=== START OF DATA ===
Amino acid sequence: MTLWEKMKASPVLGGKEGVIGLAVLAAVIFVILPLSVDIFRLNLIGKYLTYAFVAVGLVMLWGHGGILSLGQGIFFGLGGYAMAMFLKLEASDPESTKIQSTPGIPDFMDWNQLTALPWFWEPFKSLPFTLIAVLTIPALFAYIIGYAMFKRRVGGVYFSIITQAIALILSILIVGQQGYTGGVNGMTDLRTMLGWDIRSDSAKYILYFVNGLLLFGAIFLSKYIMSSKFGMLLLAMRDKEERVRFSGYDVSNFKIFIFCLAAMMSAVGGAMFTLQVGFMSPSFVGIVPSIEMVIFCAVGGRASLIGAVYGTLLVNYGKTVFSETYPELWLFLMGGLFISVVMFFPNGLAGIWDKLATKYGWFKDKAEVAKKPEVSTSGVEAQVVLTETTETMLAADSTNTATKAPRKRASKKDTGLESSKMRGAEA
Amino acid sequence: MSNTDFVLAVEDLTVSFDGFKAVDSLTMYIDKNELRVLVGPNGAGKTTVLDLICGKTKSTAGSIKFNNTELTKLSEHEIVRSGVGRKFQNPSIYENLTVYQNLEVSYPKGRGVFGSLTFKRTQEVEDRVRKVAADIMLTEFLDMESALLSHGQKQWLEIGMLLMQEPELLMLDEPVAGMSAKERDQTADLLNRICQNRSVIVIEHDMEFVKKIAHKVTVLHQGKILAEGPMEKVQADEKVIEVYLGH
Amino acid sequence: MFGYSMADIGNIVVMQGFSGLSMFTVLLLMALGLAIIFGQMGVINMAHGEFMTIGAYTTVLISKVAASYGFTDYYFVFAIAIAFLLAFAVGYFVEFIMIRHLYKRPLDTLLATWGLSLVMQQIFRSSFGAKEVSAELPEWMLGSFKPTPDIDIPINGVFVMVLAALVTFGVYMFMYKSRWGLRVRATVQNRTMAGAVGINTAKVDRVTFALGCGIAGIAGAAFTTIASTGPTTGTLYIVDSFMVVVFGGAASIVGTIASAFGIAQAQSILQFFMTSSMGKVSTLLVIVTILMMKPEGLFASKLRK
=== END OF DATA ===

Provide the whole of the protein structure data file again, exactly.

Amino acid sequence: MTLWEKMKASPVLGGKEGVIGLAVLAAVIFVILPLSVDIFRLNLIGKYLTYAFVAVGLVMLWGHGGILSLGQGIFFGLGGYAMAMFLKLEASDPESTKIQSTPGIPDFMDWNQLTALPWFWEPFKSLPFTLIAVLTIPALFAYIIGYAMFKRRVGGVYFSIITQAIALILSILIVGQQGYTGGVNGMTDLRTMLGWDIRSDSAKYILYFVNGLLLFGAIFLSKYIMSSKFGMLLLAMRDKEERVRFSGYDVSNFKIFIFCLAAMMSAVGGAMFTLQVGFMSPSFVGIVPSIEMVIFCAVGGRASLIGAVYGTLLVNYGKTVFSETYPELWLFLMGGLFISVVMFFPNGLAGIWDKLATKYGWFKDKAEVAKKPEVSTSGVEAQVVLTETTETMLAADSTNTATKAPRKRASKKDTGLESSKMRGAEA
Amino acid sequence: MSNTDFVLAVEDLTVSFDGFKAVDSLTMYIDKNELRVLVGPNGAGKTTVLDLICGKTKSTAGSIKFNNTELTKLSEHEIVRSGVGRKFQNPSIYENLTVYQNLEVSYPKGRGVFGSLTFKRTQEVEDRVRKVAADIMLTEFLDMESALLSHGQKQWLEIGMLLMQEPELLMLDEPVAGMSAKERDQTADLLNRICQNRSVIVIEHDMEFVKKIAHKVTVLHQGKILAEGPMEKVQADEKVIEVYLGH
Amino acid sequence: MFGYSMADIGNIVVMQGFSGLSMFTVLLLMALGLAIIFGQMGVINMAHGEFMTIGAYTTVLISKVAASYGFTDYYFVFAIAIAFLLAFAVGYFVEFIMIRHLYKRPLDTLLATWGLSLVMQQIFRSSFGAKEVSAELPEWMLGSFKPTPDIDIPINGVFVMVLAALVTFGVYMFMYKSRWGLRVRATVQNRTMAGAVGINTAKVDRVTFALGCGIAGIAGAAFTTIASTGPTTGTLYIVDSFMVVVFGGAASIVGTIASAFGIAQAQSILQFFMTSSMGKVSTLLVIVTILMMKPEGLFASKLRK